Examining the relationship between Judaism as a religious culture and kibbutz life, this is a ground-breaking work in the research of Judaism.
The book takes as its point of departure the historical fact that it was Orthodox pioneers of German origin, in contrast to their Eastern European counterparts, who successfully developed religious kibbutz life. Employing sociological concepts and methods, the author goes on to examine the correlations between two evolutionary phases in kibbutz development and two modes of Judaism: the rational Halkhic and the emotive Hassidic modes. In doing this, he exposes the relationship between two diverse dispositions towards divinity - the transcendent and the immanent - and two diverse modes of the self and their related communities.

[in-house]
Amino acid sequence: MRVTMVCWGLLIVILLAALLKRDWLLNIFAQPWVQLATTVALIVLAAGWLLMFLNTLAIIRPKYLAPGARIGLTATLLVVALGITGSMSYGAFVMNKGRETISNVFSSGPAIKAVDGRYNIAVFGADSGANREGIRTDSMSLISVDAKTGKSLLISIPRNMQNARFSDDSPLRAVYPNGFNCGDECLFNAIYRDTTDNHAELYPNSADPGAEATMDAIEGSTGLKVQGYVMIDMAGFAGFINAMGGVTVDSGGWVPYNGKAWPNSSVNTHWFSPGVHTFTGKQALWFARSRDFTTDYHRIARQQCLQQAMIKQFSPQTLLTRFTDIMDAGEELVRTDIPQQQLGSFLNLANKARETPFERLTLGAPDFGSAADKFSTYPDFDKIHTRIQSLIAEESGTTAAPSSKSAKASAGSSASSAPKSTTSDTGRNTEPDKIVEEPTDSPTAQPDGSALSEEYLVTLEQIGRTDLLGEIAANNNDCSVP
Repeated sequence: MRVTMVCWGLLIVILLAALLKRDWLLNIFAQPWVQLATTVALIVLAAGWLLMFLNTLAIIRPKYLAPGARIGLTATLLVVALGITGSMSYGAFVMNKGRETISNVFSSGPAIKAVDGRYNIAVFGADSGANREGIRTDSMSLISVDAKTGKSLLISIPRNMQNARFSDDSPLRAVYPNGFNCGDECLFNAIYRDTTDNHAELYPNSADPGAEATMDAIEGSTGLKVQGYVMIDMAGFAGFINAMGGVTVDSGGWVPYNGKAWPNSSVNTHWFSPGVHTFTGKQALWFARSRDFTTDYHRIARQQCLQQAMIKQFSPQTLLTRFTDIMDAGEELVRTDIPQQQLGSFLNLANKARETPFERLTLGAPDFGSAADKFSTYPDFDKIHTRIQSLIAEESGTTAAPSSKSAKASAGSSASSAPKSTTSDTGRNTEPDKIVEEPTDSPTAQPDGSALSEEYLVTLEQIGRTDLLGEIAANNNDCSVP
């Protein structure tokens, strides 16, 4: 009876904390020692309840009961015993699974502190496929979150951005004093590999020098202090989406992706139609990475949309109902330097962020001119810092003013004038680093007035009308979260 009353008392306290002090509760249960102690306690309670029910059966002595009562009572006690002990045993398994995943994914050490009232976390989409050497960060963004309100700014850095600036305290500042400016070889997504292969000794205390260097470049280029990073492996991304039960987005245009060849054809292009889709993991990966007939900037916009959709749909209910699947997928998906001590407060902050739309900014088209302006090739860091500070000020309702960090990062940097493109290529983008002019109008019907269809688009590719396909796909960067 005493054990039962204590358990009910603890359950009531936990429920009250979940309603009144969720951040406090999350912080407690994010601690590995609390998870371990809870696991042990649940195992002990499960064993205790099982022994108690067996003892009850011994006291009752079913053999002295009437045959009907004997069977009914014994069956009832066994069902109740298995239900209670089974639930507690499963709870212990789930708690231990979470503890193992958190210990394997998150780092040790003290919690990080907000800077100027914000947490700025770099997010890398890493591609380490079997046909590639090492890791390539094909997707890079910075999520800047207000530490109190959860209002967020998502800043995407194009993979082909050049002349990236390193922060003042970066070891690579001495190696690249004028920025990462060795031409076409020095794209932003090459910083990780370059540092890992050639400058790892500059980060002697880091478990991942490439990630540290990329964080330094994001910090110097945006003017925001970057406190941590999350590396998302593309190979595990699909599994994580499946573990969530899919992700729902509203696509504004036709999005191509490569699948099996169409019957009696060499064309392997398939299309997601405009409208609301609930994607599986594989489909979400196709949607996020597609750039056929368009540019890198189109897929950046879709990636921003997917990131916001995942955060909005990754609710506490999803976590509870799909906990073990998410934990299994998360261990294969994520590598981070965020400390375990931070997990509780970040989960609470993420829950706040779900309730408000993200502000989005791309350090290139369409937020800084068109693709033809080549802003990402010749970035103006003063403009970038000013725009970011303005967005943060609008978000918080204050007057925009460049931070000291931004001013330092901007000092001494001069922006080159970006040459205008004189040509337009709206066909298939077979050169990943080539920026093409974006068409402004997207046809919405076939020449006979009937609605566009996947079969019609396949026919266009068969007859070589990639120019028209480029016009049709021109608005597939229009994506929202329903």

A unifying framework is provided by Joseph B. Soloveitchik''s typology of the two Adams of Creation, and the work also draws on the sociological theories of Max Weber, Durkheim, Simmel, Parsons and Peter Berger.
This innovative and insightful work will be of essential interest to scholars of the sociology of religion, Jewish studies, modern Jewish history and Israel''s national history, and will also interest those more broadly engaged with theology and religious studies.